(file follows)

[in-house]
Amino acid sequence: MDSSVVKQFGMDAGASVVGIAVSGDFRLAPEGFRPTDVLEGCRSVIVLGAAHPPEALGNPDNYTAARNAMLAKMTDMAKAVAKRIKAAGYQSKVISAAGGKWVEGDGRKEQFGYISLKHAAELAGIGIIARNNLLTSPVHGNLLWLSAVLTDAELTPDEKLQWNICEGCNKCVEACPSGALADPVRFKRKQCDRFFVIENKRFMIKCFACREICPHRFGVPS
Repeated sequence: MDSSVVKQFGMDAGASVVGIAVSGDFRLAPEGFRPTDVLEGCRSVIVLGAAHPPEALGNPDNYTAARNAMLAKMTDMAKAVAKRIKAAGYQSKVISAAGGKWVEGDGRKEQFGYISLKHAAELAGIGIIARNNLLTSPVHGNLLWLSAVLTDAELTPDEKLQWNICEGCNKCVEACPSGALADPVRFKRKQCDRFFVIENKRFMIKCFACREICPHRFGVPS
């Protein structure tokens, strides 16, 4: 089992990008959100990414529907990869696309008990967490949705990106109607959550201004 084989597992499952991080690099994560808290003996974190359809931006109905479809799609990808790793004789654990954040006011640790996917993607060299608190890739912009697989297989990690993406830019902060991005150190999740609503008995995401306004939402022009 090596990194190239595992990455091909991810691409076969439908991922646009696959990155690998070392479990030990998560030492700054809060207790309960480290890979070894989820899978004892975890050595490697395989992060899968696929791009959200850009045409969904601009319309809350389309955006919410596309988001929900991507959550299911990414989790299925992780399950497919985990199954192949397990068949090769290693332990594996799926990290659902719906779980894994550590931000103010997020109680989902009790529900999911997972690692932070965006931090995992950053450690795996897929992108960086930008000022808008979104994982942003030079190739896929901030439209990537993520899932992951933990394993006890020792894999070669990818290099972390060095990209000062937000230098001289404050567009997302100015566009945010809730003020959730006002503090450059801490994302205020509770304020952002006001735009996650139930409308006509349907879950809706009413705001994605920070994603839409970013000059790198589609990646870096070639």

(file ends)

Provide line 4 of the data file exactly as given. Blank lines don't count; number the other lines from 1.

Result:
């Protein structure tokens, strides 16, 4: 089992990008959100990414529907990869696309008990967490949705990106109607959550201004 084989597992499952991080690099994560808290003996974190359809931006109905479809799609990808790793004789654990954040006011640790996917993607060299608190890739912009697989297989990690993406830019902060991005150190999740609503008995995401306004939402022009 090596990194190239595992990455091909991810691409076969439908991922646009696959990155690998070392479990030990998560030492700054809060207790309960480290890979070894989820899978004892975890050595490697395989992060899968696929791009959200850009045409969904601009319309809350389309955006919410596309988001929900991507959550299911990414989790299925992780399950497919985990199954192949397990068949090769290693332990594996799926990290659902719906779980894994550590931000103010997020109680989902009790529900999911997972690692932070965006931090995992950053450690795996897929992108960086930008000022808008979104994982942003030079190739896929901030439209990537993520899932992951933990394993006890020792894999070669990818290099972390060095990209000062937000230098001289404050567009997302100015566009945010809730003020959730006002503090450059801490994302205020509770304020952002006001735009996650139930409308006509349907879950809706009413705001994605920070994603839409970013000059790198589609990646870096070639």